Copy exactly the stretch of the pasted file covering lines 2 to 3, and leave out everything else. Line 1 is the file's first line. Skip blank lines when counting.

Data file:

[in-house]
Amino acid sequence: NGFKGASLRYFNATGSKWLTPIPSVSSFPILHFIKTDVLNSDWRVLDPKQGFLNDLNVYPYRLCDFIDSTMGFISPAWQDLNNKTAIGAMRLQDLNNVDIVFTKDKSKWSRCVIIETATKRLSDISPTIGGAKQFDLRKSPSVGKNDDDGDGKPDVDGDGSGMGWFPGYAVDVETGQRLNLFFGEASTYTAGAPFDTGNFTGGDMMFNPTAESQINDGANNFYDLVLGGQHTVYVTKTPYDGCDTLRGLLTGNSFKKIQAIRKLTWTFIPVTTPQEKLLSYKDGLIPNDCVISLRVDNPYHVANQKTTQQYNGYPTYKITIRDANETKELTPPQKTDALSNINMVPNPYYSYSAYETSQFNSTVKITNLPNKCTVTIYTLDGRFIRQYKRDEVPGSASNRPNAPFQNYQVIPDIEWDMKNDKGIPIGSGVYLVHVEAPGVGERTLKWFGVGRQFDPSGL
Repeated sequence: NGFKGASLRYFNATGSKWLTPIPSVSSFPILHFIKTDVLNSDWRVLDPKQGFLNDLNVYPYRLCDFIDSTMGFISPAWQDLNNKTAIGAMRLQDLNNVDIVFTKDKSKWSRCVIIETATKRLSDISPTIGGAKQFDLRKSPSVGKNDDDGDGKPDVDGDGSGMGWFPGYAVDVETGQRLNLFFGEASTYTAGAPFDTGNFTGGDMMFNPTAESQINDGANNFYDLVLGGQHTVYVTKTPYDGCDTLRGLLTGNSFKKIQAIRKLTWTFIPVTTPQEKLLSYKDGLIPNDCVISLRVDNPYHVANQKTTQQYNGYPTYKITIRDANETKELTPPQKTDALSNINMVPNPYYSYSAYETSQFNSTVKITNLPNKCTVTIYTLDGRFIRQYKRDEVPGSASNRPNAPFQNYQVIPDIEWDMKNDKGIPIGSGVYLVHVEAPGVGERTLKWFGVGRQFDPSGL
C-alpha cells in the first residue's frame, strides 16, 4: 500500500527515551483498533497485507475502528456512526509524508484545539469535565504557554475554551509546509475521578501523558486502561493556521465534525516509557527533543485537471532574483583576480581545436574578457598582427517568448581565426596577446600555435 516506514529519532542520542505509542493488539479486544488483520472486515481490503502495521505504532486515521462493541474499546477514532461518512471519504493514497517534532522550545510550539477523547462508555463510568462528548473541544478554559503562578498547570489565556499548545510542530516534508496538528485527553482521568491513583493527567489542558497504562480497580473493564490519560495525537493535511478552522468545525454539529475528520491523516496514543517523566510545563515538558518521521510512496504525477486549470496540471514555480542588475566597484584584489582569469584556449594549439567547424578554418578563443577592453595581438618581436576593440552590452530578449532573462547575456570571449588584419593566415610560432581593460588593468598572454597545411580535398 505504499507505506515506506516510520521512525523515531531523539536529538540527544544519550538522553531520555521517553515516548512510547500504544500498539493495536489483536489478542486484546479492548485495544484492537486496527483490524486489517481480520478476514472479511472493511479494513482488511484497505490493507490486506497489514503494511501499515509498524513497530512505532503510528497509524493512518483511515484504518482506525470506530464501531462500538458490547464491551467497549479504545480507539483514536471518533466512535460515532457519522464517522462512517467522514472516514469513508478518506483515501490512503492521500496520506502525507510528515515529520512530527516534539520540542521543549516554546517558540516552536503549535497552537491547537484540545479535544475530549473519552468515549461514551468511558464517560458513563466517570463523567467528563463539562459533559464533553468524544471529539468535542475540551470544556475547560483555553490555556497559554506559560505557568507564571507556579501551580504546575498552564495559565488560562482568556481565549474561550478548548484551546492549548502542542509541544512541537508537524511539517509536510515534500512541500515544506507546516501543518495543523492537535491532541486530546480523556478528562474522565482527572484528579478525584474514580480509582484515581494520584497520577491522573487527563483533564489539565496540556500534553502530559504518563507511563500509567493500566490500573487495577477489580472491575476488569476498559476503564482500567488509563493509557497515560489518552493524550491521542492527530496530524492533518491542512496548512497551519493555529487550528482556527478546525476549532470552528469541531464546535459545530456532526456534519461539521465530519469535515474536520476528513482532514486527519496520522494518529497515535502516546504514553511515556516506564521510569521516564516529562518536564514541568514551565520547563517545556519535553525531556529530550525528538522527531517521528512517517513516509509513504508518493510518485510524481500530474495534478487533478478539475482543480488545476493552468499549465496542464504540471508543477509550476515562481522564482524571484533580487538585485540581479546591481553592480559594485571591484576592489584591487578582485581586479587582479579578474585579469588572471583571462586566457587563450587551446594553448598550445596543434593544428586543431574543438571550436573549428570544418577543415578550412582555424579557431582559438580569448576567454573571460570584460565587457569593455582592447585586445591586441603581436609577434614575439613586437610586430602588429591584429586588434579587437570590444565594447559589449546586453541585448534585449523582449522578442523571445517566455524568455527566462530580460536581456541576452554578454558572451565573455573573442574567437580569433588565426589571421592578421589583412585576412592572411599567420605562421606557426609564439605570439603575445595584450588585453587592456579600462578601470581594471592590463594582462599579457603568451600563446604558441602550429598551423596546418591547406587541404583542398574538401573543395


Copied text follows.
Amino acid sequence: NGFKGASLRYFNATGSKWLTPIPSVSSFPILHFIKTDVLNSDWRVLDPKQGFLNDLNVYPYRLCDFIDSTMGFISPAWQDLNNKTAIGAMRLQDLNNVDIVFTKDKSKWSRCVIIETATKRLSDISPTIGGAKQFDLRKSPSVGKNDDDGDGKPDVDGDGSGMGWFPGYAVDVETGQRLNLFFGEASTYTAGAPFDTGNFTGGDMMFNPTAESQINDGANNFYDLVLGGQHTVYVTKTPYDGCDTLRGLLTGNSFKKIQAIRKLTWTFIPVTTPQEKLLSYKDGLIPNDCVISLRVDNPYHVANQKTTQQYNGYPTYKITIRDANETKELTPPQKTDALSNINMVPNPYYSYSAYETSQFNSTVKITNLPNKCTVTIYTLDGRFIRQYKRDEVPGSASNRPNAPFQNYQVIPDIEWDMKNDKGIPIGSGVYLVHVEAPGVGERTLKWFGVGRQFDPSGL
Repeated sequence: NGFKGASLRYFNATGSKWLTPIPSVSSFPILHFIKTDVLNSDWRVLDPKQGFLNDLNVYPYRLCDFIDSTMGFISPAWQDLNNKTAIGAMRLQDLNNVDIVFTKDKSKWSRCVIIETATKRLSDISPTIGGAKQFDLRKSPSVGKNDDDGDGKPDVDGDGSGMGWFPGYAVDVETGQRLNLFFGEASTYTAGAPFDTGNFTGGDMMFNPTAESQINDGANNFYDLVLGGQHTVYVTKTPYDGCDTLRGLLTGNSFKKIQAIRKLTWTFIPVTTPQEKLLSYKDGLIPNDCVISLRVDNPYHVANQKTTQQYNGYPTYKITIRDANETKELTPPQKTDALSNINMVPNPYYSYSAYETSQFNSTVKITNLPNKCTVTIYTLDGRFIRQYKRDEVPGSASNRPNAPFQNYQVIPDIEWDMKNDKGIPIGSGVYLVHVEAPGVGERTLKWFGVGRQFDPSGL